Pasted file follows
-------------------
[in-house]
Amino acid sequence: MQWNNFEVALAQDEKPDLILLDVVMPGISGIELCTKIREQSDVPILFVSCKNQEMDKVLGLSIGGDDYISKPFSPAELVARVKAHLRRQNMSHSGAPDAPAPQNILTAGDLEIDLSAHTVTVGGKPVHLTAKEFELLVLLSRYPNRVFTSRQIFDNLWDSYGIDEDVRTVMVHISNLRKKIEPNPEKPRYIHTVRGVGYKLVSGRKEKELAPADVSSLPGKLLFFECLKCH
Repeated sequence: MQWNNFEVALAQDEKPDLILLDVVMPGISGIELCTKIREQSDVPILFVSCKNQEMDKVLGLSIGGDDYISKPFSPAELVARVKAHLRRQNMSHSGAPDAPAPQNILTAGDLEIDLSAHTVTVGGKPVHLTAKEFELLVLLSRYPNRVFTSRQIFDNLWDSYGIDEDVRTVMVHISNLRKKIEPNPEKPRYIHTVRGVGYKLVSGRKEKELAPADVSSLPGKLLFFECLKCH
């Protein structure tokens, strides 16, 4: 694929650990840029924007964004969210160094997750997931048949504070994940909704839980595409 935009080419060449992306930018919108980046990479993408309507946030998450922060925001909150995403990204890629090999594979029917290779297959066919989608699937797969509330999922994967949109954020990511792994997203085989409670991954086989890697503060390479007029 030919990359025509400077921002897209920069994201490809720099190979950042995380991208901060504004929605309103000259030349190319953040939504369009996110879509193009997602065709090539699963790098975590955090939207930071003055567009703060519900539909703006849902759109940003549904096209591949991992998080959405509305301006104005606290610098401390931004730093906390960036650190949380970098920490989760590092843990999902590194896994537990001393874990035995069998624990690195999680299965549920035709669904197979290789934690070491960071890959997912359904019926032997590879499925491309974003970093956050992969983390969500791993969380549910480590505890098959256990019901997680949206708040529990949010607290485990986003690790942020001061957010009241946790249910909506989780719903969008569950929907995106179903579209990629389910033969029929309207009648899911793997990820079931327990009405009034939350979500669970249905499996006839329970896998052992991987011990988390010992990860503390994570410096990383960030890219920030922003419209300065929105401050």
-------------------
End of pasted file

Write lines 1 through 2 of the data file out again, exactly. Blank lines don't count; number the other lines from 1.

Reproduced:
[in-house]
Amino acid sequence: MQWNNFEVALAQDEKPDLILLDVVMPGISGIELCTKIREQSDVPILFVSCKNQEMDKVLGLSIGGDDYISKPFSPAELVARVKAHLRRQNMSHSGAPDAPAPQNILTAGDLEIDLSAHTVTVGGKPVHLTAKEFELLVLLSRYPNRVFTSRQIFDNLWDSYGIDEDVRTVMVHISNLRKKIEPNPEKPRYIHTVRGVGYKLVSGRKEKELAPADVSSLPGKLLFFECLKCH